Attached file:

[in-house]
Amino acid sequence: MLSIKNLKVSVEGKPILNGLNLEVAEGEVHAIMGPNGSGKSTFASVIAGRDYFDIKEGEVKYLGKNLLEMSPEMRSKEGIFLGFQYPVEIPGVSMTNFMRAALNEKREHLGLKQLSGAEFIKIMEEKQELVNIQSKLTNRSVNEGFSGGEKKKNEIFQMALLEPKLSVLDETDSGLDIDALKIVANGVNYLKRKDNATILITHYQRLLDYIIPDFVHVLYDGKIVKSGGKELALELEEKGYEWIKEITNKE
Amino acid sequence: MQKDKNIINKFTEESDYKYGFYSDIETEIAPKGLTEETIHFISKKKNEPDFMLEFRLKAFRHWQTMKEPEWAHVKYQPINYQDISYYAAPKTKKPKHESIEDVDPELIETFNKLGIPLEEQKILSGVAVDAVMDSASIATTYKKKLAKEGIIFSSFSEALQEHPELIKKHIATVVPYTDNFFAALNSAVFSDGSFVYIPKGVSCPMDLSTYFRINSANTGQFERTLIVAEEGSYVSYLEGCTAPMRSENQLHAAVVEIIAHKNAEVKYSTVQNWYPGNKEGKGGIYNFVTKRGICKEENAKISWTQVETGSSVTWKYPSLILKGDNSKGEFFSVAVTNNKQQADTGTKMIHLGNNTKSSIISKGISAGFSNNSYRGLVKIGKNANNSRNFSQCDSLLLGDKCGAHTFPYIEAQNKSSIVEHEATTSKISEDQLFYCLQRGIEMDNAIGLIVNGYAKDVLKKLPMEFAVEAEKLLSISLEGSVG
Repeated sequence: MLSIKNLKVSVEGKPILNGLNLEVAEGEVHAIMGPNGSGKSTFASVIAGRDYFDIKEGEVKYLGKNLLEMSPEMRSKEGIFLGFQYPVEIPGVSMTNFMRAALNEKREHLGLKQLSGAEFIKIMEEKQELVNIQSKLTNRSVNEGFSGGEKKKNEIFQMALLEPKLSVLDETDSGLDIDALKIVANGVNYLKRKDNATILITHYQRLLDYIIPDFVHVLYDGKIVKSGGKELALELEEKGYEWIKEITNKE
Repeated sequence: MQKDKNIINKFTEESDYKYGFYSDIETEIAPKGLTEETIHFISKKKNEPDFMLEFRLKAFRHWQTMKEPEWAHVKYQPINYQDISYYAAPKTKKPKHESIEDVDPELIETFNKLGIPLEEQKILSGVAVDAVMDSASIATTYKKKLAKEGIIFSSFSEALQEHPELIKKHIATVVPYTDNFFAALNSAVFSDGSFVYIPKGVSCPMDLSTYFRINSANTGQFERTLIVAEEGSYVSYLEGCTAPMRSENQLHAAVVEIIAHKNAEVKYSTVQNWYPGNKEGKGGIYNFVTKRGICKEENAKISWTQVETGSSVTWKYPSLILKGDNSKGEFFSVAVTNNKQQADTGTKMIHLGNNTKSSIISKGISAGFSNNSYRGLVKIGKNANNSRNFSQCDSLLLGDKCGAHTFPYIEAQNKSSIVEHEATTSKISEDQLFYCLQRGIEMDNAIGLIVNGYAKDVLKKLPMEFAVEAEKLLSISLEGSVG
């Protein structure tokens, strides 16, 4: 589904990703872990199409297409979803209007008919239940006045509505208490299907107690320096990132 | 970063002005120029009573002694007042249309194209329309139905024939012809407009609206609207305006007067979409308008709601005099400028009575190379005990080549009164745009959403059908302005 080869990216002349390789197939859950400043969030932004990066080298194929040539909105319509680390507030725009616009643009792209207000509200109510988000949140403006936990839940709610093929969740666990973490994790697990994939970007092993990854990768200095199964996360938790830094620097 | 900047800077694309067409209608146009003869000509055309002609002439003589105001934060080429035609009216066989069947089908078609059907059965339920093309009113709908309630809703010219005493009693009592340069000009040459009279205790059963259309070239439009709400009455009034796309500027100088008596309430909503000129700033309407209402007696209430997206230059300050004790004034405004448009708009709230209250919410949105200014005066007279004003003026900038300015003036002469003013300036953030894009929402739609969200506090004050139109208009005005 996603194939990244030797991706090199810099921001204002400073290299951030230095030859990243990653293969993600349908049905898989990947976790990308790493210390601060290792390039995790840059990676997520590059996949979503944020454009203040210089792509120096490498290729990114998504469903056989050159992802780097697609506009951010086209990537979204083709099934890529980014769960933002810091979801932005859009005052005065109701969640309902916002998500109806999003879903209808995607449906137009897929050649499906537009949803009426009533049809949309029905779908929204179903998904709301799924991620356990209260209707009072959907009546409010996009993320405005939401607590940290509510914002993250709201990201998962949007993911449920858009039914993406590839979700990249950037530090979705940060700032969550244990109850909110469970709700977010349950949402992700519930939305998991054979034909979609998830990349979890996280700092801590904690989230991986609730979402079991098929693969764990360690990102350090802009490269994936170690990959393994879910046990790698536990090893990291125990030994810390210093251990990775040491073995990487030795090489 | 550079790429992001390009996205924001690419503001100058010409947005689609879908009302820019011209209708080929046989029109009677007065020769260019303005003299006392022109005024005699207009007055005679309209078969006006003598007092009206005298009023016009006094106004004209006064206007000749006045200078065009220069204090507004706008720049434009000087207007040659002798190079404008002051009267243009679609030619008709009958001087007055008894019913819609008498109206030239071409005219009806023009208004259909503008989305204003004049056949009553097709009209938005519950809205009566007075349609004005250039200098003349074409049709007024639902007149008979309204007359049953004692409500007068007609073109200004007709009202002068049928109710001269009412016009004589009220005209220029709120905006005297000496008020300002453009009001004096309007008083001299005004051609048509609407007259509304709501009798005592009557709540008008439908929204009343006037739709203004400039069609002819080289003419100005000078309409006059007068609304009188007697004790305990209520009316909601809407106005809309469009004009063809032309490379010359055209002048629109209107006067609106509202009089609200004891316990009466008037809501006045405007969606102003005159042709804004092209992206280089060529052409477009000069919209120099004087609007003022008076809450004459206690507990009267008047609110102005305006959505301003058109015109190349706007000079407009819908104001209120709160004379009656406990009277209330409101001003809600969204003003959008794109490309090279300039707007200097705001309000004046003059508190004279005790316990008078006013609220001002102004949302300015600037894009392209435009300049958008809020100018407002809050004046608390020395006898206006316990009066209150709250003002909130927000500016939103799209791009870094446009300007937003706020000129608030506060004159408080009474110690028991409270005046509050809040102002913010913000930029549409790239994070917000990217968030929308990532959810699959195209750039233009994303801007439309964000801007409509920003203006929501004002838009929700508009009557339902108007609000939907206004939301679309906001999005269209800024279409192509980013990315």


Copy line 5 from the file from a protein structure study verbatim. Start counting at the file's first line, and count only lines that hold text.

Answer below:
Repeated sequence: MQKDKNIINKFTEESDYKYGFYSDIETEIAPKGLTEETIHFISKKKNEPDFMLEFRLKAFRHWQTMKEPEWAHVKYQPINYQDISYYAAPKTKKPKHESIEDVDPELIETFNKLGIPLEEQKILSGVAVDAVMDSASIATTYKKKLAKEGIIFSSFSEALQEHPELIKKHIATVVPYTDNFFAALNSAVFSDGSFVYIPKGVSCPMDLSTYFRINSANTGQFERTLIVAEEGSYVSYLEGCTAPMRSENQLHAAVVEIIAHKNAEVKYSTVQNWYPGNKEGKGGIYNFVTKRGICKEENAKISWTQVETGSSVTWKYPSLILKGDNSKGEFFSVAVTNNKQQADTGTKMIHLGNNTKSSIISKGISAGFSNNSYRGLVKIGKNANNSRNFSQCDSLLLGDKCGAHTFPYIEAQNKSSIVEHEATTSKISEDQLFYCLQRGIEMDNAIGLIVNGYAKDVLKKLPMEFAVEAEKLLSISLEGSVG